It must be fun to dance for Andrea Miller. The artistic director and choreographer of Gallim Dance brought the goods last night at the Dance Center, but it wasn’t simply the fact that Miller’s work is a suspenseful evolution of highs, lows, peaks and valleys; it was also that the dancers look like they’re having a blast dancing it. Blush is an athletic marathon as much as it is a piece of choreography; it’s a workout, and it doesn’t stop till the makeup runs down the fronts of faces and the backs of necks.
Miller, who comes from the school of Gaga, having danced under Batsheva artistic director Ohad Naharin, has talked about her fondness for athleticism. But if Miller learned anything from her time in Tel Aviv, it’s to make the most of the movement and even more the stillness. The roughly hour-long Blush begins with a male solo, a punch in the mouth of writhing, pops, locks and force that sets the tone for the next variation—a trio of long-legged, technically elegant women. Three men drag themselves in the background, until they eventually assimilate with the rest of the group. The contrast of sharp lines, inverted torsos and contracted bellies is arresting, though some of the more poignant portions of the dance happen when there’s almost no movement at all.
Doused in white, grainy paint, the dancers flail and tangle their limbs, gesturing in unpredictable fashion. Shifts occur in cued blackouts and music changes, perhaps the only thing that doesn’t feel as seamless as the rest of the piece. Otherwise, the imagination and the infusion of energy are in tune with the title of the work—a rush of blood that effectively shades our faces a new color.
I confess to loving Naharin’s Gaga technique, which is based on a free-flowing, do-it-yourself investigation of moving. But this wasn’t a Batsheva piece, at least not to me. Miller has caught flak for imitating her onetime mentor with similar aesthetics. Some influence is there, yes, but Naharin is not what I felt. In fact, one of Miller’s achievements is using the techniques of Gaga to inspire her own investigation of harder, faster momentums, using many styles and forms. Gaga isn’t the only thing present.
In a rip-roaring finale, the dancers coalesce in hearty celebration, an indie rave. Like the "fuck it, I don’t care who’s watching" dancing of a woman that inspired Miller to choreograph Blush in the first place, the rave feels awesome, as the dancers absorb the totality of their surroundings, anticipating the following two days, when they get to do it over again.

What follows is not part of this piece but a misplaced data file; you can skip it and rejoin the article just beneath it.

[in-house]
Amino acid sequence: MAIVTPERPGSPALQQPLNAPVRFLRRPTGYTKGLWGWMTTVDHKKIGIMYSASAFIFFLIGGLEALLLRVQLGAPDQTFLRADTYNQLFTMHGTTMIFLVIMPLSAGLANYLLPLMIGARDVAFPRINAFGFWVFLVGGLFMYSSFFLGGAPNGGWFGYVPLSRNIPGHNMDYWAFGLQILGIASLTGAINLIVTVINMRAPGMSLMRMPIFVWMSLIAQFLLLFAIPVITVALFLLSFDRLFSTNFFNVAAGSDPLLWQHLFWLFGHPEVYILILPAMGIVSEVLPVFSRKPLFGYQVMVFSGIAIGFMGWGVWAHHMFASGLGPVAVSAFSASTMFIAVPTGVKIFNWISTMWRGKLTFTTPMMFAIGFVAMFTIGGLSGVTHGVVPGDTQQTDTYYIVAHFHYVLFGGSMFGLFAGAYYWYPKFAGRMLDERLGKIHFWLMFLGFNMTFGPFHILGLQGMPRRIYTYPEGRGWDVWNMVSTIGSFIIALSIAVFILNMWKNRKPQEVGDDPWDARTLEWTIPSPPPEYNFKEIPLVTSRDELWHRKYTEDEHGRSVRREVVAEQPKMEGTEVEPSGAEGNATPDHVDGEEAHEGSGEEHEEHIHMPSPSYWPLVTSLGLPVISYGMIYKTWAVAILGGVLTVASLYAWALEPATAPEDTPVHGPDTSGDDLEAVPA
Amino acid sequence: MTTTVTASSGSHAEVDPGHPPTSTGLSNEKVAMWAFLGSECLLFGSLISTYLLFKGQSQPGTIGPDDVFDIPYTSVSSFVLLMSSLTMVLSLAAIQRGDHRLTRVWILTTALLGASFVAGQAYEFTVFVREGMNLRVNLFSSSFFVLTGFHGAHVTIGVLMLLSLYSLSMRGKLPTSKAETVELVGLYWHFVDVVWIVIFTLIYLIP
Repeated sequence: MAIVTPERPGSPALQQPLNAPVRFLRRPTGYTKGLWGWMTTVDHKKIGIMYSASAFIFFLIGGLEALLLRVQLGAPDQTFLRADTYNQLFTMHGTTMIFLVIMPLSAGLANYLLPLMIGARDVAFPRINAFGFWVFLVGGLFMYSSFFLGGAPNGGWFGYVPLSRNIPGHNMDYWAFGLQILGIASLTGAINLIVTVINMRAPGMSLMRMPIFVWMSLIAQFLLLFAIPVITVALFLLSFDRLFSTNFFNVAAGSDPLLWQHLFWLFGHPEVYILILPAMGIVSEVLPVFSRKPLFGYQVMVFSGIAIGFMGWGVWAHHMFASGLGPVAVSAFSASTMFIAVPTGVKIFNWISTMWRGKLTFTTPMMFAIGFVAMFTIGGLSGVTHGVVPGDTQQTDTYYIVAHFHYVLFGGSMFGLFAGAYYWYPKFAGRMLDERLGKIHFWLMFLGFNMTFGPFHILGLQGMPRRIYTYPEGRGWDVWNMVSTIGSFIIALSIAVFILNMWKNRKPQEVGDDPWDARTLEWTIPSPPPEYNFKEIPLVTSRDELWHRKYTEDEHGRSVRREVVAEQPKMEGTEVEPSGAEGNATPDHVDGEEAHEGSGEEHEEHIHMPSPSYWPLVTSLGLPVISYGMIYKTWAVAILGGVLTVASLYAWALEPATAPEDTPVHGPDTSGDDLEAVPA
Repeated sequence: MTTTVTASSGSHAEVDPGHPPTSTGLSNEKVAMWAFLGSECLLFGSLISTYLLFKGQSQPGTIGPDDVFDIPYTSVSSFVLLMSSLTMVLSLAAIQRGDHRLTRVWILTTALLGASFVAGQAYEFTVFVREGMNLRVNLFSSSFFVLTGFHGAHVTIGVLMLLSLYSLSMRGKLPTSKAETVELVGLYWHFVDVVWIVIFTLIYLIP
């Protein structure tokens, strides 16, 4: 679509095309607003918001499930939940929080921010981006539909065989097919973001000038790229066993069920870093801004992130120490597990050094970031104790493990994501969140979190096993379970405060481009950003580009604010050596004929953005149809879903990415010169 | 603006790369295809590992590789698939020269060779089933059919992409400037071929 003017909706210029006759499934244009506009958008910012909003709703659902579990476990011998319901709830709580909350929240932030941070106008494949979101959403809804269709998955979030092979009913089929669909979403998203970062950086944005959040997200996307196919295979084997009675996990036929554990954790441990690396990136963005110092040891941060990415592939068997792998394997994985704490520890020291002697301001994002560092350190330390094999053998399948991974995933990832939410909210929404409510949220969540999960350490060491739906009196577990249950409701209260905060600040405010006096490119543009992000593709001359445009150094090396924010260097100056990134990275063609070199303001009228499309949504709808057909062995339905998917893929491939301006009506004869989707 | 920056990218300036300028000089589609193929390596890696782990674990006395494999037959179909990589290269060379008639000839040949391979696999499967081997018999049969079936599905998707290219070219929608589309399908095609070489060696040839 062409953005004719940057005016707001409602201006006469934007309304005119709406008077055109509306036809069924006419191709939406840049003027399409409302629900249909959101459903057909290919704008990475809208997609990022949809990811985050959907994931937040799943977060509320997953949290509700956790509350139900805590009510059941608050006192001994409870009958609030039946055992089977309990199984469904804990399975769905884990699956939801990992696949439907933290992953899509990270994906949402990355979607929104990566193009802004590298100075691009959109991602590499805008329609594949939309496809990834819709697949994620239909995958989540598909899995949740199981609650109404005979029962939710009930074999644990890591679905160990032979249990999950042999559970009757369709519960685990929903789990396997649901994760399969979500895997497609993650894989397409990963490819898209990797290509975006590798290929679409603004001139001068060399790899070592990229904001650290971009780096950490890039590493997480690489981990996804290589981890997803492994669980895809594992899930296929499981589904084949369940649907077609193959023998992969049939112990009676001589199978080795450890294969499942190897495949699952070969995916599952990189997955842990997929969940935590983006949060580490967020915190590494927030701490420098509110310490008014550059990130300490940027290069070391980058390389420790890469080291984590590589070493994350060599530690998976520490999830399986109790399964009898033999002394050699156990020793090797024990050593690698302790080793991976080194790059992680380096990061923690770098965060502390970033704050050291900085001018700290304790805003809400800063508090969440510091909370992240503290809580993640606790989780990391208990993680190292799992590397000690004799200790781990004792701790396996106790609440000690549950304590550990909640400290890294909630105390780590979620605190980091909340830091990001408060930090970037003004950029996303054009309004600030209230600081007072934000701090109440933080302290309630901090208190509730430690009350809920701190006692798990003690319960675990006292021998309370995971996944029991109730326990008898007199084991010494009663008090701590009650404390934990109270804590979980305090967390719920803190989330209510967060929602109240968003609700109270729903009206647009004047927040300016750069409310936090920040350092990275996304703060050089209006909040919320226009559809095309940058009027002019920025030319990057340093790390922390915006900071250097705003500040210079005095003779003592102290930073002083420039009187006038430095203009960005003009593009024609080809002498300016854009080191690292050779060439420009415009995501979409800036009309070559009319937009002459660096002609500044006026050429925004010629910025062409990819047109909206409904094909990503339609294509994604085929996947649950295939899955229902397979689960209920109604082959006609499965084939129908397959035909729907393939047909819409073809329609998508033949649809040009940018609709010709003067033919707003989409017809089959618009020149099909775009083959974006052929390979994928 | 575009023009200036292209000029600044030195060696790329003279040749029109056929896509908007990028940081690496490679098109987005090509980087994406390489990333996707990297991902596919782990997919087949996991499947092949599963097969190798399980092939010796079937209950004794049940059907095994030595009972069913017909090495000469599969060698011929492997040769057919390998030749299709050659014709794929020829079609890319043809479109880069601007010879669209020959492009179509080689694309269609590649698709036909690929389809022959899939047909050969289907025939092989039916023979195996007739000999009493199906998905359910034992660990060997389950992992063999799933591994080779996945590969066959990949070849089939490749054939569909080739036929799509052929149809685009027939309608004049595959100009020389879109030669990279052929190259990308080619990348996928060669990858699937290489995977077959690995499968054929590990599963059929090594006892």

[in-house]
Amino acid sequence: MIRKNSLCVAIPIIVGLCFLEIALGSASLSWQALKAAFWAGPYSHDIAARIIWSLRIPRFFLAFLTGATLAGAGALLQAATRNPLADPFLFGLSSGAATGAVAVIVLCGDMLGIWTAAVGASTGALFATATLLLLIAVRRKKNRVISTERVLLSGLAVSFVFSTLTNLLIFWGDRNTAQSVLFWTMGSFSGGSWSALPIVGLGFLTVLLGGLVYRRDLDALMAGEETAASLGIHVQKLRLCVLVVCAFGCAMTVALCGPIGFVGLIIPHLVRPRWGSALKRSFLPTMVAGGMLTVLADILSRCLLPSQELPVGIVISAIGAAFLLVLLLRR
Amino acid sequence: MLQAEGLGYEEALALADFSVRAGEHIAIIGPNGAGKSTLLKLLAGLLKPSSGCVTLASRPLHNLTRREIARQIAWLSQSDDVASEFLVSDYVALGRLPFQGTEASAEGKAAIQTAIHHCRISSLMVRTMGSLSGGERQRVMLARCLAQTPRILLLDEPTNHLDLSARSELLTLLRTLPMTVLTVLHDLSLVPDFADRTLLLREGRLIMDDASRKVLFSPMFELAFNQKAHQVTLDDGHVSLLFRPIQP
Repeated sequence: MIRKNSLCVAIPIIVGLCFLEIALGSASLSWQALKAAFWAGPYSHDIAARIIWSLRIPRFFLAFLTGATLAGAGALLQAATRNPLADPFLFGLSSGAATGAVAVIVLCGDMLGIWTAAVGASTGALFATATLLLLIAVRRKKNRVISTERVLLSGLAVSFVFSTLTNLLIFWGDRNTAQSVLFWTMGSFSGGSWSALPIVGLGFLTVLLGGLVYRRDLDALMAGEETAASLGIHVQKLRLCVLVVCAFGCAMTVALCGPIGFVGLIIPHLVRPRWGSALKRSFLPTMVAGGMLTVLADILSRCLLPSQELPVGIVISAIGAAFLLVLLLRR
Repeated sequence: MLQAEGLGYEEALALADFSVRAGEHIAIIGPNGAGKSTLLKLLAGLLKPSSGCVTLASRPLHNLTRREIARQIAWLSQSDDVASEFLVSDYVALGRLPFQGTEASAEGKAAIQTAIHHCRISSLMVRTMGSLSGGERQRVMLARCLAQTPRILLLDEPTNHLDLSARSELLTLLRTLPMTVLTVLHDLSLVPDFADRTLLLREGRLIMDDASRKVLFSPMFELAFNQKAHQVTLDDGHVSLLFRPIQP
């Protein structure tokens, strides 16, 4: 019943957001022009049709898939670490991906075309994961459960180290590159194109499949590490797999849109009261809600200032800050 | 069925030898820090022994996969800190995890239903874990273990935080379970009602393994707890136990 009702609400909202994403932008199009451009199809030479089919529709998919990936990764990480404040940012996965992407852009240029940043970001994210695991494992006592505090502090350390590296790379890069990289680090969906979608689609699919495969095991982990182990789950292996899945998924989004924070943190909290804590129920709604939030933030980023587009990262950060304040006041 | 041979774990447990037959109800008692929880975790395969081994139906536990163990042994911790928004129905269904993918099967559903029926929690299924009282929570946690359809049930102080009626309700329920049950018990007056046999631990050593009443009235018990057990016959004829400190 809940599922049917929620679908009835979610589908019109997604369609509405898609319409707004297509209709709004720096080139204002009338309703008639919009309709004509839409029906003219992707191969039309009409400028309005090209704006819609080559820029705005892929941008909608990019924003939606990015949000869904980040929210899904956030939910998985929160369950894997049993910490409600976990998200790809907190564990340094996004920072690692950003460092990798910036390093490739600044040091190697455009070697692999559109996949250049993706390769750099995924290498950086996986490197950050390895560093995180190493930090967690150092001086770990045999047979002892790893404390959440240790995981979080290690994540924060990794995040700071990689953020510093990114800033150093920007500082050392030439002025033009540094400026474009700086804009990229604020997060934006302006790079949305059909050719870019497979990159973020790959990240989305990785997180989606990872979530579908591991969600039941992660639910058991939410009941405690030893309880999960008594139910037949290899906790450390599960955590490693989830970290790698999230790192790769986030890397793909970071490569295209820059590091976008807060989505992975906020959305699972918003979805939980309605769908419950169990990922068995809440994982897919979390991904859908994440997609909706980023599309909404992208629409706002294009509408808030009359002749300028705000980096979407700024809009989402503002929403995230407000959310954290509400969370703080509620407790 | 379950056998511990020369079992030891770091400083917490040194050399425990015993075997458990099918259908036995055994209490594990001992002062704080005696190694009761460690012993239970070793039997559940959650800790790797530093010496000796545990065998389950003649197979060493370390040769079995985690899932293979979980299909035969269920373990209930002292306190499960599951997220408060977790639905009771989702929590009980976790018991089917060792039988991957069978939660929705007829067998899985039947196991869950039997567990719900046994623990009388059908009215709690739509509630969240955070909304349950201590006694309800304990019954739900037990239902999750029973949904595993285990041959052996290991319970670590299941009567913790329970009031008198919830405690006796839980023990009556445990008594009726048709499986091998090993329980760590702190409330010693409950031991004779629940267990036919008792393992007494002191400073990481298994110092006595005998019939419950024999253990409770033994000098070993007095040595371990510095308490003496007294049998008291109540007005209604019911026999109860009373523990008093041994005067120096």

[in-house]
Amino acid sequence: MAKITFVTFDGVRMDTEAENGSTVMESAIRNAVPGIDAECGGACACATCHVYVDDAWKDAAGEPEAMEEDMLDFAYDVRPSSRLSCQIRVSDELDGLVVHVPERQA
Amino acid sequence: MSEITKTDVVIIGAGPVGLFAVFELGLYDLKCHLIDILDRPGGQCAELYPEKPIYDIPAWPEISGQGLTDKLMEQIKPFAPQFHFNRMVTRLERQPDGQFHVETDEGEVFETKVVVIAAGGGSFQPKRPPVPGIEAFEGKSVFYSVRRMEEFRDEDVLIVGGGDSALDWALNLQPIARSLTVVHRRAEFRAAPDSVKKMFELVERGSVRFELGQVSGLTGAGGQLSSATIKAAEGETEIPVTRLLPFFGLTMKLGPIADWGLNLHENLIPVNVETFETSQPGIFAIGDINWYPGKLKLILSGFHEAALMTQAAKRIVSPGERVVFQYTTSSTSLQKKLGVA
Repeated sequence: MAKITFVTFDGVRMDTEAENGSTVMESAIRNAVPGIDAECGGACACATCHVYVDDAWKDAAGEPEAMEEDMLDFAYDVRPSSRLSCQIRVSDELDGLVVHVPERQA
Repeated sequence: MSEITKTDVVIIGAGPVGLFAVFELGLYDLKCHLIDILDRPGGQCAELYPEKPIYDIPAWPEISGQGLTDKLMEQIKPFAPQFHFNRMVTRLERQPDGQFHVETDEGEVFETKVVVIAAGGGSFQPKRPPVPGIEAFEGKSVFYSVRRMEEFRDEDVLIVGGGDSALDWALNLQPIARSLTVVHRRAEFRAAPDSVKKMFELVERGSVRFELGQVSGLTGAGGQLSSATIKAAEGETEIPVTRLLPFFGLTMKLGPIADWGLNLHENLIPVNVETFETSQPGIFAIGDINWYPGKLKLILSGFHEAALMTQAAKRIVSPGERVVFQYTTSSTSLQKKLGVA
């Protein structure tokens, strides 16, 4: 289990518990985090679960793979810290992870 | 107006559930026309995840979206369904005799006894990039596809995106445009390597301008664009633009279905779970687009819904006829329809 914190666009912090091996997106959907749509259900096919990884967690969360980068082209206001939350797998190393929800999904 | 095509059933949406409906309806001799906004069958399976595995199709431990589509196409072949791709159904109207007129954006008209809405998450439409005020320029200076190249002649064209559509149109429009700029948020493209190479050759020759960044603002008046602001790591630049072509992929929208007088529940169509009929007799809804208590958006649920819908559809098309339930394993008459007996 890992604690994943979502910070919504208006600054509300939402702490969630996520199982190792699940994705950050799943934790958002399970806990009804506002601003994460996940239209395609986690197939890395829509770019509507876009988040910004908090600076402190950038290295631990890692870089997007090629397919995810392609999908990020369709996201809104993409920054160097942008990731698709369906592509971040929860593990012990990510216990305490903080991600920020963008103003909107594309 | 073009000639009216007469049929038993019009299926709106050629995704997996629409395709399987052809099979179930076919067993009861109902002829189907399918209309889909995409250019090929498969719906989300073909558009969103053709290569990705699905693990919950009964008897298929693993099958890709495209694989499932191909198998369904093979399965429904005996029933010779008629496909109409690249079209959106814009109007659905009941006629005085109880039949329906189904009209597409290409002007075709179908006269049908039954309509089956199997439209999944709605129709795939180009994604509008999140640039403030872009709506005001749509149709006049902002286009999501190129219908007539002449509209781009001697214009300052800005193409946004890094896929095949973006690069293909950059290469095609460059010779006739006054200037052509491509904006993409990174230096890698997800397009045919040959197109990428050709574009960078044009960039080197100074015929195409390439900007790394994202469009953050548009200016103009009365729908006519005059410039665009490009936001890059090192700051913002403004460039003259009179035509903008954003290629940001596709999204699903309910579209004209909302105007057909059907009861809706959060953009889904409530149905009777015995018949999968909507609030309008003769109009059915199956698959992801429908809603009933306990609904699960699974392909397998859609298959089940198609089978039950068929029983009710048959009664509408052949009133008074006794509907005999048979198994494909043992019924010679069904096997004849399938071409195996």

How many of us would wish for a second chance at our first time? Broken Nose Theatre can't help you there, but it can give you another shot at My First Time. Following a Chicago debut this summer, Broken Nose has remounted its production of the Off Broadway reality-theater piece in a late-night run at the.
New York theater producer Ken Davenport adapted the show from the anonymous entries on the website myfirsttime.com, a sort of sex-specific, primitive PostSecret that dates back to the Internet-prehistoric days of 1997. Davenport arranges snippets from the site for a quartet of actors seated on a row of stools, reminiscent of similarly fashioned shows like The Vagina Monologues or Love, Loss and What I Wore. Shorter takes are grouped in rat-a-tat style around themes such as the setting or age at which the contributors lost their virginity; other tales are presented at greater depth, interspersed with sex statistics and anecdotes from that night's audience, collected preshow via anonymous survey.
The tone of the stories ranges from smirky and bragadocious to regretful or occasionally shocking. Yet while the recollections are intimate, they never feel sensationalized in director Benjamin Brownson's even-keeled staging, preceded at each performance by a different Chicago storyteller relating his or her own first time. My First Time continues Fridays at 11pm through October 27; see greenhousetheater.org for more info.